Asked why he signed a petition to recall Wisconsin governor Scott Walker, George Shiver, 55, emptied a bag of prescription medications onto the coffee table in his untidy Eau Claire apartment. “These are the drugs I take to stay alive every month,” says the single father of four, who is on disability, food stamps and Medicaid. In 2003, he says, doctors told him that a bout of influenza had caused a neurological disorder that routinely manifests itself in dizzying, seizure-like spells. He takes three medications for high cholesterol, one for his kidneys, morphine for back pain, Advair for severe asthma and an anti-depressant he’s been on since his wife committed suicide in March of 2010. “If the governor has his way and keeps cutting things,” Shiver says, “where will it not only leave me, but people like me in the future?”
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In the 60-day window state law gives recall committees to gather enough signatures to force an election, Thursday evening marked Steve Shilts’ third sweep through Shiver’s low-income block. The volunteer for United Wisconsin, the committee commanding the effort, handed a clipboard to Shiver, who gamely signed his name in support of ousting the governor, Lt. Gov. Rebecca Kleefisch and a local state senator, Terry Moulton, one of four Republican state senators targeted in the drive. Shilts and three other volunteers spent an hour on the block and gathered 15 signatures, which they would later submit to officials at United Wisconsin, who need signatures from 540,208 eligible voters to trigger a recall of governor Walker. On Tuesday, the deadline for filing the signatures, the group announced it had turned in more than 1 million names to the state’s Government Accountability Board, a show of political force for the Democrat- and union-backed movement to make Walker just the third governor in U.S. history to be ousted from office in a recall election.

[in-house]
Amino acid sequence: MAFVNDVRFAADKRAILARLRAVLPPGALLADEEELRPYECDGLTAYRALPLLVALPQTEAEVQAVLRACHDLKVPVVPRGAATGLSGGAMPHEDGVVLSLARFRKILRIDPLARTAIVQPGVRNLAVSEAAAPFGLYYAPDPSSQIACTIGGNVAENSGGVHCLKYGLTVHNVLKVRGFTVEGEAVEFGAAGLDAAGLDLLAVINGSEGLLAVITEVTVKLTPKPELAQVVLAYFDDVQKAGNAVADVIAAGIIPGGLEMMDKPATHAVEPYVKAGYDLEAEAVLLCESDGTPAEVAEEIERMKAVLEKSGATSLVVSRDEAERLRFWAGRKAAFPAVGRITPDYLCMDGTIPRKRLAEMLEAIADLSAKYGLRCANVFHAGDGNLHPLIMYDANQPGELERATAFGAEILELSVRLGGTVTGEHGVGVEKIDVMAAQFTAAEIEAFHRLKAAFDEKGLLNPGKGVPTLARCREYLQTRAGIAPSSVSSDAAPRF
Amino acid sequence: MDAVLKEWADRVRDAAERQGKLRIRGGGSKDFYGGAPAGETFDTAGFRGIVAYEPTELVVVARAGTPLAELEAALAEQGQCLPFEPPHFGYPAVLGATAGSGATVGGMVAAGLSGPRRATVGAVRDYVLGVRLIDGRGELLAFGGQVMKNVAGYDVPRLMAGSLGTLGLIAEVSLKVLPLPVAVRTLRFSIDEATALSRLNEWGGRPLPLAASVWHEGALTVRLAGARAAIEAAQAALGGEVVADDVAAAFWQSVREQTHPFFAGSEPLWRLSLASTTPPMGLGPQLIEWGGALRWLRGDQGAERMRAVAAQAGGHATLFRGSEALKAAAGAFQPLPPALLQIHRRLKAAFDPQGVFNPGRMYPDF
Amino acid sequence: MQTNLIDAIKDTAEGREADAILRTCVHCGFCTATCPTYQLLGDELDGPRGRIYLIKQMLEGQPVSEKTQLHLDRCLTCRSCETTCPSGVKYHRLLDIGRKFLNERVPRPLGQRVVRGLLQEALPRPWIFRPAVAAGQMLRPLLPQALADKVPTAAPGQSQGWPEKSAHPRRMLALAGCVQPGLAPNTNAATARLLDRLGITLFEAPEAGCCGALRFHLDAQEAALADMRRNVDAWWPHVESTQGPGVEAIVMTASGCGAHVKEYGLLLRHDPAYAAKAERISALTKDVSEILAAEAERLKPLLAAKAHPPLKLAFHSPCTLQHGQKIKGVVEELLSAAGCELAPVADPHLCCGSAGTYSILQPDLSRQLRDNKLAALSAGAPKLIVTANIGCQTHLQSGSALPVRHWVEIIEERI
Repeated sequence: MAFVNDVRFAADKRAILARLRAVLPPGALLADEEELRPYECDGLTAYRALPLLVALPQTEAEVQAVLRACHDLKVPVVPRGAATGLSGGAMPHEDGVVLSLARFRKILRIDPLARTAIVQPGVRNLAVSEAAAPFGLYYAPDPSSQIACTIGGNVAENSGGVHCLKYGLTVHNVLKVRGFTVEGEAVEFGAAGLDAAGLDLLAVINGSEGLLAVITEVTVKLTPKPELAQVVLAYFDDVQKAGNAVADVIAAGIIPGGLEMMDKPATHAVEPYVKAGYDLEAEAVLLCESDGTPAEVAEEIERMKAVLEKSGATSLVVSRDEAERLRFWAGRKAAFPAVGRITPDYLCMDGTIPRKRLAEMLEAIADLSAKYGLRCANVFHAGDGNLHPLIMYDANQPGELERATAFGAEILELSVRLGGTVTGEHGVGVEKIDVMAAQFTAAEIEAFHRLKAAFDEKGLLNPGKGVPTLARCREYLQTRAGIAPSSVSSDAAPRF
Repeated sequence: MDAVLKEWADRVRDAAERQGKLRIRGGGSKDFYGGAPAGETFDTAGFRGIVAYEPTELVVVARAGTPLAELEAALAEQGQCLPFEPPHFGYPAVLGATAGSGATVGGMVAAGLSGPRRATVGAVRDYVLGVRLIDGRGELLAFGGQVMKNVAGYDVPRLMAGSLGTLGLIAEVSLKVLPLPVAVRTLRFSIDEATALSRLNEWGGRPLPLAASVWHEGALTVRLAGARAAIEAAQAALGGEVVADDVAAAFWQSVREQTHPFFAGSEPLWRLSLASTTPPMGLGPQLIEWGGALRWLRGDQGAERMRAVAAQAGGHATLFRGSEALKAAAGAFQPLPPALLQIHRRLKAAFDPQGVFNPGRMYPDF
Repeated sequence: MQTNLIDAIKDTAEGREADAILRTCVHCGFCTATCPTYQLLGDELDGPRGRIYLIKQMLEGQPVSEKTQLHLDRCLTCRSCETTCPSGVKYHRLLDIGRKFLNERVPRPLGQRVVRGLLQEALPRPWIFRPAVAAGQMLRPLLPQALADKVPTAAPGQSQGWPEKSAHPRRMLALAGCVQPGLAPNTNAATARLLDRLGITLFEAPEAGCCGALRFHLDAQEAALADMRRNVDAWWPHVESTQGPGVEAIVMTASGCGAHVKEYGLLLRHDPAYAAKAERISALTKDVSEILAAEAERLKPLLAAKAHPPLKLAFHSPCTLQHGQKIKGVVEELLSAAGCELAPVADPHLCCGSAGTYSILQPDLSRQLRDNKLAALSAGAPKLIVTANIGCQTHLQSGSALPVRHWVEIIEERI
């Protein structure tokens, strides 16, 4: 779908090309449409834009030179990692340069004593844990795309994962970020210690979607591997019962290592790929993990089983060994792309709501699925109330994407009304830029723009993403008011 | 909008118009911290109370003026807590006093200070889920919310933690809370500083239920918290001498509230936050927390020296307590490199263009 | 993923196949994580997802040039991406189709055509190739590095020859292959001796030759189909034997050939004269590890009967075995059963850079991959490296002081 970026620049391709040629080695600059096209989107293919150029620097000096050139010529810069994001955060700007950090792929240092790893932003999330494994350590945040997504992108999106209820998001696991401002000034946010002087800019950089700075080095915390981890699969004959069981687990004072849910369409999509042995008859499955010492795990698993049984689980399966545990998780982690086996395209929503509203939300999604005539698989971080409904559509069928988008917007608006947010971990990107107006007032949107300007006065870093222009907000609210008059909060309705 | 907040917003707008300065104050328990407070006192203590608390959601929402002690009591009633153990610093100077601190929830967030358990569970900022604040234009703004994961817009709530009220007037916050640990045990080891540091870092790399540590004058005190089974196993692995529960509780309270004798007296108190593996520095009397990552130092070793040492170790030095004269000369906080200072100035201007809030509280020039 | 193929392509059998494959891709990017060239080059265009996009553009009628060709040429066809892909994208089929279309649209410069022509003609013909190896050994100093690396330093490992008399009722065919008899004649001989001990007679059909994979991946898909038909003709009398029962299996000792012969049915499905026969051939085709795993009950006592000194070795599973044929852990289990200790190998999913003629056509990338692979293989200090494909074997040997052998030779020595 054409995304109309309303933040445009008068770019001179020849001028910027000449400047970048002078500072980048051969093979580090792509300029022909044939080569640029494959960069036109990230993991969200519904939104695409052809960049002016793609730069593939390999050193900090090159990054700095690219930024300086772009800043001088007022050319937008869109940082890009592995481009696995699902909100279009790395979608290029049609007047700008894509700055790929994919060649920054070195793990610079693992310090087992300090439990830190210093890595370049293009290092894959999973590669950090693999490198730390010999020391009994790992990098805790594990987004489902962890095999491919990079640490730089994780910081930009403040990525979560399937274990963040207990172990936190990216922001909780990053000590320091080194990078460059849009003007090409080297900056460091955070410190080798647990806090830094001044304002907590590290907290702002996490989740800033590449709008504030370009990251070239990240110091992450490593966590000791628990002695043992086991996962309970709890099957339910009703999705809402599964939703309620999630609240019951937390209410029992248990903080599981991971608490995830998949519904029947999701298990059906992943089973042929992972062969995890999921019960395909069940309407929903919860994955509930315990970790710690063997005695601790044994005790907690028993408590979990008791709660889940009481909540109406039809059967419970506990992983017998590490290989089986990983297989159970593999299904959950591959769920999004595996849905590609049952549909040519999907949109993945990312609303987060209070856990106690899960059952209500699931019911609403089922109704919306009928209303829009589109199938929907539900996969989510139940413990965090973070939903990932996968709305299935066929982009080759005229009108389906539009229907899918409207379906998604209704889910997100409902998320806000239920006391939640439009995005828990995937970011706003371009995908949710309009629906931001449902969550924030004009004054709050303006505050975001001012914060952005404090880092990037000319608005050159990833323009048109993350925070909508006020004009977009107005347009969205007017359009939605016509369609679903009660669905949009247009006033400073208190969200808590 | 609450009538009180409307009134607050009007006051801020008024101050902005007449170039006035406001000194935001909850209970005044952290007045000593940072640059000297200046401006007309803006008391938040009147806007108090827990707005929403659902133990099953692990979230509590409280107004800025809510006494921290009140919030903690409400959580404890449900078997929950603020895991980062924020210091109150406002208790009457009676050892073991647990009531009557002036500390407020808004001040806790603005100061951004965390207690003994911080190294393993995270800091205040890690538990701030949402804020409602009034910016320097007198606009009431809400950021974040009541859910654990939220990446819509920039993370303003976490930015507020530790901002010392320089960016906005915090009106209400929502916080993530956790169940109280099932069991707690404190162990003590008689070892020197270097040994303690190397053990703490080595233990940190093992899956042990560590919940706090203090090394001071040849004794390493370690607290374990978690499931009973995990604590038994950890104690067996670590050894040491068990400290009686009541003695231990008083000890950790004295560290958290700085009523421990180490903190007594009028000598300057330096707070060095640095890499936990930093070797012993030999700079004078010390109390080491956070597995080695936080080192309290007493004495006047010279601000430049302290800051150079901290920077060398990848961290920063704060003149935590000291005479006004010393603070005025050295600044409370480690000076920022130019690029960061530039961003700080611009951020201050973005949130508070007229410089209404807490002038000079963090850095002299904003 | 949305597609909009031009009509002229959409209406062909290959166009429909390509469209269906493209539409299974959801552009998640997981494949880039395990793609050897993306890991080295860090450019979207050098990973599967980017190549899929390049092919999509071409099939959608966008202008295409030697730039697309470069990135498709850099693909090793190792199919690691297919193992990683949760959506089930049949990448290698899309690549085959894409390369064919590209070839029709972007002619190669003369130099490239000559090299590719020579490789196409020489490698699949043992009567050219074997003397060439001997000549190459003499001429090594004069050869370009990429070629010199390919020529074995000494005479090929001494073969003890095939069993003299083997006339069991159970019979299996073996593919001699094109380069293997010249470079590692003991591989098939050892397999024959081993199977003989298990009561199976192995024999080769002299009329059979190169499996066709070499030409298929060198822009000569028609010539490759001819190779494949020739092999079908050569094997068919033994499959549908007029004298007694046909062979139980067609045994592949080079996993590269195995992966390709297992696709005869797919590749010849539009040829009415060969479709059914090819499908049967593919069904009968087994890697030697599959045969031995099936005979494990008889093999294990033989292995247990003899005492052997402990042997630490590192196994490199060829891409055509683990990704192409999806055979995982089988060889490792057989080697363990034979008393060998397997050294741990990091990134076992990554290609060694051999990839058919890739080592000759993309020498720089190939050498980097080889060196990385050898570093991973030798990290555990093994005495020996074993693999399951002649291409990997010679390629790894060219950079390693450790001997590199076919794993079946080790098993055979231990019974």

If the signature-gathering effort is any indication, Wisconsin Democrats want to make the recall debate about Walker’s cuts to the social safety net, not the collective bargaining restrictions that launched mass union protests and a spate of senate recall votes last year. Shiver’s hard-luck story was exactly the kind of cautionary tale Shilts was telling to residents last Thursday. Shilts is a member of a teachers union, but his pitches didn’t stray into labor politics. Instead, he focused on Walker’s cuts to health benefits and school districts. Shilts is an educational psychologist at elementary schools in the nearby Chippewa Falls school district, which could face up to $3 million in cuts next year under Walker’s latest budget. The plan closed a $3.6 billion shortfall.
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As a result of Walker’s budget plan, Shilts says he and his wife, a second-grade teacher, have lost at least $800 a month in take-home pay and have switched to health insurance plans with higher deductibles. But the self-described progressive Democrat insists his motives for volunteering are not financial. “When you take $800 million out of public education it hurts children,” he says. “That was number one. Not to mention other things that hurt seniors and the working poor. It’s not hard to get off the couch and get out there and get this guy recalled.” Shilts, who has been canvassing since Nov. 15, says face-to-face encounters have rarely been hostile, even when there was ideological disagreement. Petition sites on street corners, meanwhile, have seen more ugliness, as passers-by have shouted slights like, “You’re the haves and we’re the have-nots!”